After redshirting in 2016, Poljan lined up under center for the Chippewas for two years, though his statistics were disappointing. He completed 89 of 168 attempts (53%) for 703 yards, 2 touchdowns, and 5 INTs over those two seasons, though he did add a couple hundred rushing yards and a pair of rushing TDs. But ultimately TE was where he landed, moonlighting there as an underclassman (223 yards, 2 TD receiving as a freshman and sophomore) before switching to TE full time as a redshirt junior.
There he shined, putting his 6’7″ frame to good use, starting every game and catching 33 balls for almost 500 yards and 4 TDs, for which he earned second team all-conference honors. He was all set to come back to Mount Pleasant for his senior year before the MAC became the first G5 league to shut down their conference for the fall. Poljan jumped into the transfer portal with UVA the pick.
With RS Sophomore converted defender Grant Misch (1 career reception) the lone returning TE, Poljan walked right into an open starting spot. Misch has impressed in camp as well, and they ultimately should both get work. They’re both excellent blockers with excellent size, and can line up next to the OTs for jumbo looks, maybe even playing behind the line in a fullback role from time to time (needed with FB Jamari Peacock’s outbound transfer). But when it comes to pass catching, when Anae needs a TE to line up in the slot and run a seam route, Poljan is going to be the guy.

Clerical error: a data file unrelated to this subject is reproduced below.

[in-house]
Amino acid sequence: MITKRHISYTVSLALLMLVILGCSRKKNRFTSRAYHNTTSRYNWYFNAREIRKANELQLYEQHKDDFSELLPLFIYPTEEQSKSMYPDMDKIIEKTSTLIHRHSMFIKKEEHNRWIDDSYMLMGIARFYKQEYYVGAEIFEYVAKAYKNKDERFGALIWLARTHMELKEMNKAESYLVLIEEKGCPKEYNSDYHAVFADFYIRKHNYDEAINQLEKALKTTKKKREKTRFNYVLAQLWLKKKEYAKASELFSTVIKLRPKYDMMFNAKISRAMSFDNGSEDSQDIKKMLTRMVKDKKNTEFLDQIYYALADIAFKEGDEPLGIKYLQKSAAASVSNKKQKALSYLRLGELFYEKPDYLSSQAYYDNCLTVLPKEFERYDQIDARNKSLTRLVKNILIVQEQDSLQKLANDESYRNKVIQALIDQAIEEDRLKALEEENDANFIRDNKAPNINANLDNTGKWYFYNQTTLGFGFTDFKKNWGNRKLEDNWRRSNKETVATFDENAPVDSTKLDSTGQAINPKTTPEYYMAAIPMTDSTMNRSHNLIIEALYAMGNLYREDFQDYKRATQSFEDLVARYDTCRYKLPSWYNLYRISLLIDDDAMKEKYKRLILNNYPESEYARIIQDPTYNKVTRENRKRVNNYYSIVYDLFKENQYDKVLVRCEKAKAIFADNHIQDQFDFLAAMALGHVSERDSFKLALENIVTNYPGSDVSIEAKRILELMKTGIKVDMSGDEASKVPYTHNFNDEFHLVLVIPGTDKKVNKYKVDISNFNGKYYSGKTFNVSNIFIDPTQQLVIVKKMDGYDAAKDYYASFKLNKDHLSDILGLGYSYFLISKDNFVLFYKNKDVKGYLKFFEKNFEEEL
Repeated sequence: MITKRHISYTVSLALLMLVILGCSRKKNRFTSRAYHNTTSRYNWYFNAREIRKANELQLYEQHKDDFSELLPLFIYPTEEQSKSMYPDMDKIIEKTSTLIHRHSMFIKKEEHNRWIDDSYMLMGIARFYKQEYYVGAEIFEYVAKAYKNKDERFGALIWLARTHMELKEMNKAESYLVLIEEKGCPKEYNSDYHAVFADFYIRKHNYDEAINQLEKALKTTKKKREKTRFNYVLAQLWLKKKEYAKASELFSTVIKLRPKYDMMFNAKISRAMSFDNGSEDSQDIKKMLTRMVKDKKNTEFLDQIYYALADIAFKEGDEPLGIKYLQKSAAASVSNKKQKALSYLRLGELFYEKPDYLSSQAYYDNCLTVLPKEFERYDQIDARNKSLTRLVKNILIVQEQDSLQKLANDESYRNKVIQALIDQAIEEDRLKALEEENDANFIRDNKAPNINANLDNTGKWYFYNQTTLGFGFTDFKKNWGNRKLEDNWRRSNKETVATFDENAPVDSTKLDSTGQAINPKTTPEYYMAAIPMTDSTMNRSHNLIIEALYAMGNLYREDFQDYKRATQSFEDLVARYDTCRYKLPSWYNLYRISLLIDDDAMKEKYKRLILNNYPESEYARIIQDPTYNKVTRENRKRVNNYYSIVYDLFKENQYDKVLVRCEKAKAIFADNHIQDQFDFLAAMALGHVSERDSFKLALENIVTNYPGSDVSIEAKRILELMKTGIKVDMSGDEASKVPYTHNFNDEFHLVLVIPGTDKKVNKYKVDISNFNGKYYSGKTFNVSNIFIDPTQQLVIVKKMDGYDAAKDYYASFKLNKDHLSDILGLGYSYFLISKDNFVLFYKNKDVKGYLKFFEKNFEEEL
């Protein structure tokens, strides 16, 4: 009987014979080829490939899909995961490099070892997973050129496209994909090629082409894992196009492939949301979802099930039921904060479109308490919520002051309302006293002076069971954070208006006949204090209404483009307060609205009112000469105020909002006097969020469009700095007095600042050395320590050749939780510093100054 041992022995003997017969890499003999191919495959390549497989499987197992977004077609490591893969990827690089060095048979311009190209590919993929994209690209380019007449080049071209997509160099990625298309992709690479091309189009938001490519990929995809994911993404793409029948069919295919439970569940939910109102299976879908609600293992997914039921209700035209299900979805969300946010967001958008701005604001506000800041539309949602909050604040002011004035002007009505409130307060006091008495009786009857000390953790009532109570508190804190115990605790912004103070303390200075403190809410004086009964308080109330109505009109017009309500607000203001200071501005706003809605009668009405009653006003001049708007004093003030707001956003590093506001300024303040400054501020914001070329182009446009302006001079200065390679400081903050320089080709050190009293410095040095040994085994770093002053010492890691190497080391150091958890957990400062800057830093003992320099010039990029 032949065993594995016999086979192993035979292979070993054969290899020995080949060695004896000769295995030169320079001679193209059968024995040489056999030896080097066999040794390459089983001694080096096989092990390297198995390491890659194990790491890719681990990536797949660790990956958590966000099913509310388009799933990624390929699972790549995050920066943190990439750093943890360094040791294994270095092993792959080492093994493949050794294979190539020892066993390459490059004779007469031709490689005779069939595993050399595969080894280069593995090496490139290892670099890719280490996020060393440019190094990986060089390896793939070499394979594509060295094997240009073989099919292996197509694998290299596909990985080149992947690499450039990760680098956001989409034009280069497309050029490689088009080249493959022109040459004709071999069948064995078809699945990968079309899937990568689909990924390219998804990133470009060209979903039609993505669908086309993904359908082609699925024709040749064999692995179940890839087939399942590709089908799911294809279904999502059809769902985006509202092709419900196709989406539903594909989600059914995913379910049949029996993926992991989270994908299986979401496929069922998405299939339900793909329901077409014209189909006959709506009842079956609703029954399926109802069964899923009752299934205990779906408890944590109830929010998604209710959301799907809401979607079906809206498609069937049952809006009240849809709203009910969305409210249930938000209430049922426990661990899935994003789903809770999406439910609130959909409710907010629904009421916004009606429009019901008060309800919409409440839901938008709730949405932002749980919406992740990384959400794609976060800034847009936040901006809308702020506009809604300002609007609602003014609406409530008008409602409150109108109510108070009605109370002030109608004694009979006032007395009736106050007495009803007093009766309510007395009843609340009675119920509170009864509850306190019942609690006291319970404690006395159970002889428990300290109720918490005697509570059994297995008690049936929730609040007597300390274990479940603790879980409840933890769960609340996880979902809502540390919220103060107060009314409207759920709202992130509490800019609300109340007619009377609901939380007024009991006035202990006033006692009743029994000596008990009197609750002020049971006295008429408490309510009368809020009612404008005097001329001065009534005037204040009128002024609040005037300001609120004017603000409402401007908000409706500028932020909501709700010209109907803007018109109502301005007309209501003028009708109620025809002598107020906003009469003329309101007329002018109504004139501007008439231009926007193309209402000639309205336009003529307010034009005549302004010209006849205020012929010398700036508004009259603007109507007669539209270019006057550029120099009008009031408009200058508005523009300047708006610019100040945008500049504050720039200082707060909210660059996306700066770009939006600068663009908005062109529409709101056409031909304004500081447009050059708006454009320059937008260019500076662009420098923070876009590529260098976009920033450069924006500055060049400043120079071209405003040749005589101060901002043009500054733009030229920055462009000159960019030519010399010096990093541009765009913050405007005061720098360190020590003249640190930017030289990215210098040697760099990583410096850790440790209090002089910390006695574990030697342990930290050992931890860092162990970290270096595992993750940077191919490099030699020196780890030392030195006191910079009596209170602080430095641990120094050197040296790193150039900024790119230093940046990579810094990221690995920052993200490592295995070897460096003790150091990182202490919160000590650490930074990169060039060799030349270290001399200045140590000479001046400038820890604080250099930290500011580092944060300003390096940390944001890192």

He came to UVA with NFL aspirations, and for the first time since maybe Jake McGee graduated after the 2013 season could we see the TE position become an offensive focal point thanks to Poljan’s great upside.
Alex Gellerstedt – Offensive Tackle
6’7″ 320 lb
Including Gellerstedt here may be a bit of a cheat, as he’s been in Charlottesville for over a year now. The grad transfer arrived mid 2019 with two years of eligibility remaining but was lost for the year to injury almost immediately upon arrival. So this year, this summer, is the first time we’re actually seeing Alex suit up for UVA. He’ll be a new name to a lot of UVA fans so it felt reasonable to lump him in with this piece.
Alex arrived in State Collge as a solid 3-star jumbo athlete prospect in the 2016 class (for point of comparison, he would’ve been our 4th highest ranked player in our 2016 class). He redshirted, then started to gain momentum in the 2017 season, appearing in seven games, four of which he played on offense and the other three strictly on special teams. As a redshirt sophomore, though, he saw minimal action before deciding to get a change of scenery.
Given the youth on last year’s line, Gellerstedt arrived with a big opportunity to earn a starting job, likely at right tackle. But a summer leg injury ended that before it even began, and though he was healthy by winter, the cancellation of spring practice meant he didn’t get a chance to shake off the rust before this summer.
Gellerstedt entered this year battling to earn a starting tackle job. Ryan Swoboda seems to have earned the right tackle spot with a great offseason and summer, but an injury to incumbent left tackle Bobby Haskins (i’m penciling him as a scratch until maybe early October) meant there’s a need on the left edge. Gellerstedt has been in a heated competition with fellow fifth year senior Dillon Reinkensmeyer for that job. The rust is a real concern; coach Tujague has long been high on Alex’s potential as a starting tackle in the ACC, but being out of football for a year is a lot.